Your Connection To Jazz, Blues and NPR News
Play Live Radio
Next Up:
Available On Air Stations

Coastal fog not following climate change script

A fog shrouds a Washington coast highway in 2008.

Ever had a summer beach vacation chilled by dense fog? Then you might be interested in new research at the University of Washington. A scientist there is looking at how fogginess along the coast has changed over time.

UW climate researcher Jim Johnstone has a little mystery on his hands. Johnstone is analyzing 60 years worth of cloud and fog observations recorded by airport weather stations along the West Coast.

He explains that under global warming coastal fog should be increasing over time.

“The idea being that as land areas warm more rapidly than the ocean, you get a stronger pressure gradient between the land and ocean that pulls fog onshore more strongly. But that actually doesn’t seem to be what’s going on,” says Johnsotone.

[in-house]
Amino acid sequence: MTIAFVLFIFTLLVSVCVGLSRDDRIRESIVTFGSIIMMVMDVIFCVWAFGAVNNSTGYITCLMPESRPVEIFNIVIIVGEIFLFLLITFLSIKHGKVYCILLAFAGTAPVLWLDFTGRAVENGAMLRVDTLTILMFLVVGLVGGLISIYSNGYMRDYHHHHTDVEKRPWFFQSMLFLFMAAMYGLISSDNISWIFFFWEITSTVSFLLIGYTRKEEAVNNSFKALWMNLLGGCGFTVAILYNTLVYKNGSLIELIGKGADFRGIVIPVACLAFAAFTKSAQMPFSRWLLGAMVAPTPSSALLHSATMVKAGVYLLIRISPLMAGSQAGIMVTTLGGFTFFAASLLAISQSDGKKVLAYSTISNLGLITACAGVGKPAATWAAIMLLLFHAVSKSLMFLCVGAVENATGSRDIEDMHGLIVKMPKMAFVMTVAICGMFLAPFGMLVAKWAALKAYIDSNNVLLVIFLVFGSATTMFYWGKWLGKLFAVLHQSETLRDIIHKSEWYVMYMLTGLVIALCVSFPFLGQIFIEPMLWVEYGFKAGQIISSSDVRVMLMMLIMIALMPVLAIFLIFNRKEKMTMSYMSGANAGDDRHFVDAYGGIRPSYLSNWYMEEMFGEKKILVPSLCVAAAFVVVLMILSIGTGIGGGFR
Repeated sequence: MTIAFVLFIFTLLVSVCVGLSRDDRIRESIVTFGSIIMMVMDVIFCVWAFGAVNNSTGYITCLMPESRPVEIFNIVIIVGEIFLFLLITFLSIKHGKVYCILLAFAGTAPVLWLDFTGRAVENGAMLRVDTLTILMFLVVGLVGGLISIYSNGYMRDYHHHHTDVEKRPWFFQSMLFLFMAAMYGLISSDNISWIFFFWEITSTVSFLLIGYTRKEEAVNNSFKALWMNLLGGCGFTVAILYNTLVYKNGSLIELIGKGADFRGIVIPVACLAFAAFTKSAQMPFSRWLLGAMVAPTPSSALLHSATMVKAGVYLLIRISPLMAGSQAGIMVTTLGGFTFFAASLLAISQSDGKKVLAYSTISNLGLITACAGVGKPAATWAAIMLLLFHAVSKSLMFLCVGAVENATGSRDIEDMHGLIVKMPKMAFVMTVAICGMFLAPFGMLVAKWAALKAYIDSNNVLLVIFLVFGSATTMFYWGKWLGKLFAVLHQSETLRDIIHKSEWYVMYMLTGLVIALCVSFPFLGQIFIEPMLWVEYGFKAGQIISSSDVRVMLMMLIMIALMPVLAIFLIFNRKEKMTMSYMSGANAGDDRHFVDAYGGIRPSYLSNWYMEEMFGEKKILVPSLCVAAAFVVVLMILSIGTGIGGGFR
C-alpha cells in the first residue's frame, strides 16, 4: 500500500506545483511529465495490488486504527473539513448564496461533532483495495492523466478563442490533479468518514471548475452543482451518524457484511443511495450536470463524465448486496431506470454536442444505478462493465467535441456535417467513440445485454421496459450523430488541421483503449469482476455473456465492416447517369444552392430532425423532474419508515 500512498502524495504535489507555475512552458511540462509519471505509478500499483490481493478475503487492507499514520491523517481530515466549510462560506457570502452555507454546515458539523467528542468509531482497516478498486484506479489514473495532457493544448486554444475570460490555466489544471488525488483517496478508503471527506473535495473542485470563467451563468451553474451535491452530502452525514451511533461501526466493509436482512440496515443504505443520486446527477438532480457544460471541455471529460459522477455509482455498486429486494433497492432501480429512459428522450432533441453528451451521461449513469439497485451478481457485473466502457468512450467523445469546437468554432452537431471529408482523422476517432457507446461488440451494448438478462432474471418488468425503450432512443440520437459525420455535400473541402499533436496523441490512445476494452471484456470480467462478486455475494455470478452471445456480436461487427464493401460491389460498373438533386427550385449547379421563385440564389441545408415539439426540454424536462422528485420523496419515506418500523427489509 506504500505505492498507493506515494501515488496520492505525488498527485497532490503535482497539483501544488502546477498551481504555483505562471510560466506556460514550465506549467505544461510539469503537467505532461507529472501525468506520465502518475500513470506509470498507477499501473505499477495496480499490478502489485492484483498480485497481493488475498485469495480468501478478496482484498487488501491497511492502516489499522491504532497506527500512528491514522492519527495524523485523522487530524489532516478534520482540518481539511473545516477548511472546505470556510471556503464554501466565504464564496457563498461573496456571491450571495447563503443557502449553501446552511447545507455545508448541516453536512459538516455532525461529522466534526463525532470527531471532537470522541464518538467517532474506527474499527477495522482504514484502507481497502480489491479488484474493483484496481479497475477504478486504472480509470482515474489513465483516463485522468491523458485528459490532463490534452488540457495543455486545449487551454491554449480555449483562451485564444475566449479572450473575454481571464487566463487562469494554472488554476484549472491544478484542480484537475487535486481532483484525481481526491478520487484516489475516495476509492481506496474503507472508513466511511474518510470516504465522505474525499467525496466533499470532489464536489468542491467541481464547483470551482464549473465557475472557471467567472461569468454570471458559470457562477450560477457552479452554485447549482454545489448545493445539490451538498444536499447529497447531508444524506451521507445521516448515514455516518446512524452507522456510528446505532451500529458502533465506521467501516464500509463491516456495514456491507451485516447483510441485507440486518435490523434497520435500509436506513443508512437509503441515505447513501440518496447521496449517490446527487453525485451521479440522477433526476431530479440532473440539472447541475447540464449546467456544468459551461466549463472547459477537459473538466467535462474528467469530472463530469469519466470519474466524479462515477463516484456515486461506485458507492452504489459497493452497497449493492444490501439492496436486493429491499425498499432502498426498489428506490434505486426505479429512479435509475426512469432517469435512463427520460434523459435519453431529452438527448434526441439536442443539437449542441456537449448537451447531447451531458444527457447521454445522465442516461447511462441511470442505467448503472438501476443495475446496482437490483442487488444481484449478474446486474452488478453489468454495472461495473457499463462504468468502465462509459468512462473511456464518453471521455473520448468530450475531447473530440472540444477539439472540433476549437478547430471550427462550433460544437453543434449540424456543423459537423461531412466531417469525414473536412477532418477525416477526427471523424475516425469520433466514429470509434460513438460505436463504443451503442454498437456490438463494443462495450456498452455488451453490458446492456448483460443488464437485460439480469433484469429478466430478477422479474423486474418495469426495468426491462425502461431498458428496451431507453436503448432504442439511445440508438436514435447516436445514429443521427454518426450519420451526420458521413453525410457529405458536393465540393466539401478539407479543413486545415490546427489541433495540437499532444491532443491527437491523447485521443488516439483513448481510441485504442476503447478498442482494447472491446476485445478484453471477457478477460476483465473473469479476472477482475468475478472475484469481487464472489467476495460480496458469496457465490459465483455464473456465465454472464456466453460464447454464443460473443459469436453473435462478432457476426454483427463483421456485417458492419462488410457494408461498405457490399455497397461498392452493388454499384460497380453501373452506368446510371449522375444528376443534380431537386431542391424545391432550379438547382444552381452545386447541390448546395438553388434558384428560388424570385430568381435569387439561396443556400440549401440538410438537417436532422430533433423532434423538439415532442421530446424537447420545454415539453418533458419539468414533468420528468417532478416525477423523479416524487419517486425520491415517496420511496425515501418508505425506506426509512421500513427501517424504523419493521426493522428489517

Johnstone has found Washington coastal weather stations and Astoria, Oregon are getting foggier over time. But fog along the rest of the Oregon coast hasn’t really changed over the last sixty years and California is slightly less foggy, not more.

Johnstone is now searching for other large scale trends that might influence fog production in our region.

Tom Banse covers national news, business, science, public policy, Olympic sports and human interest stories from across the Northwest. He reports from well known and out–of–the–way places in the region where important, amusing, touching, or outrageous events are unfolding. Tom's stories can be found online and heard on-air during "Morning Edition" and "All Things Considered" on NPR stations in Washington, Oregon, and Idaho.